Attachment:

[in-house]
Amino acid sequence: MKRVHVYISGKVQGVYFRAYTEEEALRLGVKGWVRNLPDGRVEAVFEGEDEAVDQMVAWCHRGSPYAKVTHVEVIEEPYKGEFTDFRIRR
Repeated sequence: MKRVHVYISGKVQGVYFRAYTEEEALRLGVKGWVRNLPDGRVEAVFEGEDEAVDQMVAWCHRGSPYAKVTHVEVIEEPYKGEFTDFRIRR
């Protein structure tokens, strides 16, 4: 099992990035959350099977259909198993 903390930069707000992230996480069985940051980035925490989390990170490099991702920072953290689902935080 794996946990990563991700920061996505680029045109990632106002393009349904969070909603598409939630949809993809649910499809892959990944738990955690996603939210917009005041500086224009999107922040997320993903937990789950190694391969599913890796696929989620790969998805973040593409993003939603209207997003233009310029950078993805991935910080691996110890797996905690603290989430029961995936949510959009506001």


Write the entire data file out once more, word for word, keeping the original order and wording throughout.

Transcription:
[in-house]
Amino acid sequence: MKRVHVYISGKVQGVYFRAYTEEEALRLGVKGWVRNLPDGRVEAVFEGEDEAVDQMVAWCHRGSPYAKVTHVEVIEEPYKGEFTDFRIRR
Repeated sequence: MKRVHVYISGKVQGVYFRAYTEEEALRLGVKGWVRNLPDGRVEAVFEGEDEAVDQMVAWCHRGSPYAKVTHVEVIEEPYKGEFTDFRIRR
């Protein structure tokens, strides 16, 4: 099992990035959350099977259909198993 903390930069707000992230996480069985940051980035925490989390990170490099991702920072953290689902935080 794996946990990563991700920061996505680029045109990632106002393009349904969070909603598409939630949809993809649910499809892959990944738990955690996603939210917009005041500086224009999107922040997320993903937990789950190694391969599913890796696929989620790969998805973040593409993003939603209207997003233009310029950078993805991935910080691996110890797996905690603290989430029961995936949510959009506001």